Think of all the different names used to identify the virus causing our current global pandemic. Coronavirus, coronavirus disease, COVID-19, the novel coronavirus, and also SARS-CoV-2? In covering the current COVID-19 outbreak, the media has seemingly been using all of these terms interchangeably. However, contrary to their usage, these words aren’t all equal in formal definition. That said, here’s a quick guide explaining the difference between COVID-19 and coronavirus, as well as all the other related terminology.
Coronavirus Doesn’t Necessarily Refer to COVID-19
The term “coronavirus” doesn’t actually identify the specific virus that’s currently plaguing our planet. Instead, “coronavirus” refers to the set of viruses that cause respiratory issues. Not all coronaviruses are fatal. Some induce common cold-like symptoms, while others, when contracted, can cause severe lung problems that lead to hospitalization. Severe Acute Respiratory Syndrome (SARS) and Middle East Respiratory Syndrome (MERS) are examples of coronaviruses.
COVID-19 VS the Novel Coronavirus
While the term “coronavirus” doesn’t actually specify whether SARS, MERS, or the virus causing COVID-19 is behind the current outbreak, the term “novel coronavirus” solves that. The “novel coronavirus” refers to the specific coronavirus plaguing our world today. The word “novel” indicates that this coronavirus was not previously understood by health experts. That said, the terms “the novel coronavirus” and “COVID-19” are not interchangeable. Rather, COVID-19 is the disease caused by the novel coronavirus. This distinction is similar to that between HIV and AIDS. While HIV is the virus, AIDS is the disease caused by it.
COVID-19 is an abbreviation of the term “coronavirus disease 2019.” While more people across the globe are suffering from COVID-19 in 2020, the virus originated in Wuhan, China in 2019, last year, in December.
The symptoms of COVID-19 are identical to those of the flu or common cold. According to the Centers for Disease Control and Prevention (CDC), these COVID-19 symptoms typically appear after two to 14 days of exposure: fever, cough, and shortness of breath. Some who have contracted it also experience nausea and diarrhea.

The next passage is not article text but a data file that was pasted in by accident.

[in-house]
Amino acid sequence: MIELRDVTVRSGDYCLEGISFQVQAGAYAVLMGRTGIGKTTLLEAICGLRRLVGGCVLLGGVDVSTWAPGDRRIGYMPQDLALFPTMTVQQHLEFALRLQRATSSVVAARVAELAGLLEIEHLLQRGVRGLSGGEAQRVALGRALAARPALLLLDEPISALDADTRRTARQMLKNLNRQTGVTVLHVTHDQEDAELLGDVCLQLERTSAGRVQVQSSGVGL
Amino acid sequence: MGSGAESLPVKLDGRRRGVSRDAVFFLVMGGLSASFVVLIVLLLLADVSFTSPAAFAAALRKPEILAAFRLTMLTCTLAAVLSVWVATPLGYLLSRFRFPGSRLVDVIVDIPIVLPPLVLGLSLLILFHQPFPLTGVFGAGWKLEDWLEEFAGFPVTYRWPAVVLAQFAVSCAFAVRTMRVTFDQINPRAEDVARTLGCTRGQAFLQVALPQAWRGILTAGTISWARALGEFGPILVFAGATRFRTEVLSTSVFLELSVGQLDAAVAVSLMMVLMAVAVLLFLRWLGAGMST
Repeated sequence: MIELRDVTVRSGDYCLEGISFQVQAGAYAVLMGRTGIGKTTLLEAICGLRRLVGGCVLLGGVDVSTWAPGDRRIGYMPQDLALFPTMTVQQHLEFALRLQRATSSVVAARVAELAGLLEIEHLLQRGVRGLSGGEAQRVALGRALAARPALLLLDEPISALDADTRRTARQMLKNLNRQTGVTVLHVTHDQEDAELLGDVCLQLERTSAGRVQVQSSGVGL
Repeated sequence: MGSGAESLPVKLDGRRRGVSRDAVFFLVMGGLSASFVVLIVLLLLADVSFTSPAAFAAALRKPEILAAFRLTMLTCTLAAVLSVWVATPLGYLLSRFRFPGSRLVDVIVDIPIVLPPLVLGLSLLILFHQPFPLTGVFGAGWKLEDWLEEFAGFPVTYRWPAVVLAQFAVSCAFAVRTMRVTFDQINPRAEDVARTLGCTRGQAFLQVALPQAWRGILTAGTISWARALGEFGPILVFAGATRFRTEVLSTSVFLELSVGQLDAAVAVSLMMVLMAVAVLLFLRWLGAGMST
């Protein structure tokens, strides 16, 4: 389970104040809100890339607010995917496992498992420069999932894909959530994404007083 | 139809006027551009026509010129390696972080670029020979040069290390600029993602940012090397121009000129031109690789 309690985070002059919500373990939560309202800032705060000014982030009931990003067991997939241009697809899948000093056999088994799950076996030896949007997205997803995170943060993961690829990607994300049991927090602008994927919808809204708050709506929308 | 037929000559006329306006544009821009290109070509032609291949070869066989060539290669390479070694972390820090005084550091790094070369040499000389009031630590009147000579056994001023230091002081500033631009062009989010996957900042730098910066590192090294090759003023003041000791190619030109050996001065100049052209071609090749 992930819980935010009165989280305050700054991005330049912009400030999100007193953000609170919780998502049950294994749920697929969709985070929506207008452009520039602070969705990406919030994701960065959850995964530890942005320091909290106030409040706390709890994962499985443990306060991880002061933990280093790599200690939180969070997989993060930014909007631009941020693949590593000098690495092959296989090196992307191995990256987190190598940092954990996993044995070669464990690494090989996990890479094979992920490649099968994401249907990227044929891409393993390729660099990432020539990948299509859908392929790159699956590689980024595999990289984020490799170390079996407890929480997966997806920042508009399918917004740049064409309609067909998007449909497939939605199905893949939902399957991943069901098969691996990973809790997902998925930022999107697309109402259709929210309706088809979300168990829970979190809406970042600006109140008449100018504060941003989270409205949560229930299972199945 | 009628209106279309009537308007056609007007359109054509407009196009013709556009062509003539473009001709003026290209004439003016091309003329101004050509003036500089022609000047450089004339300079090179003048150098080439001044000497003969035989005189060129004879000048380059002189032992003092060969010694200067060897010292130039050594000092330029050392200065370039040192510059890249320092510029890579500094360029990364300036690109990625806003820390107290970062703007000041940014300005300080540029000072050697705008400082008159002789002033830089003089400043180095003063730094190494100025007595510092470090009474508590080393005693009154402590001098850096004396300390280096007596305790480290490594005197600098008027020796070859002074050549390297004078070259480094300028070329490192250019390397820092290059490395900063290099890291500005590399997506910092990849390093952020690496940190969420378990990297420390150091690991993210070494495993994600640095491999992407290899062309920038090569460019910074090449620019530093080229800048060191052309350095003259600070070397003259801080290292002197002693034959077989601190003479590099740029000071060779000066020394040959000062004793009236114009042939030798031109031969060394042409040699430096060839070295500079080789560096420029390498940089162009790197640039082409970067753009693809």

The CDC also identifies emergency warning signs for COVID-19, which include: severe difficulty breathing, persistent chest pain or pressure, bluish hue in lips or face, and new confusion or inability to arouse. For those suffering from any emergency warning signs for COVID-19, the CDC urges them to get immediate medical attention.
Those at the highest risk of death by COVID-19 include individuals over the age of 65, people who are immunocompromised, and those with chronic medical conditions like diabetes, heart disease, and lung disease.
What about SARS-CoV-2?
Severe Acute Respiratory Syndrome Coronavirus 2 or “SARS-CoV-2” is actually the full name for the novel coronavirus given by the World Health Organization (WHO). Since it was discovered that the novel coronavirus has a genetic link to the 2003 SARS virus, the WHO saw it fit to put “SARS” in the name. But the WHO almost never uses “SARS-CoV-2” to identify the virus behind COVID-19. On their online COVID-19 guide, they explained they have chosen to not use the term “SARS-CoV-2” because “using the name SARS can have unintended consequences in terms of creating unnecessary fear for some populations, especially in Asia which was worst affected by the SARS outbreak in 2003.”
Instead of “SARS-CoV-2,” the WHO has opted for using the terms “the virus responsible for COVID-19” or “the COVID-19 virus” when identifying the novel coronavirus in reports to the public. But the WHO maintains the names they’ve elected to use do not intend to replace the official name of the virus granted by the International Committee on Taxonomy of Viruses (ICTV).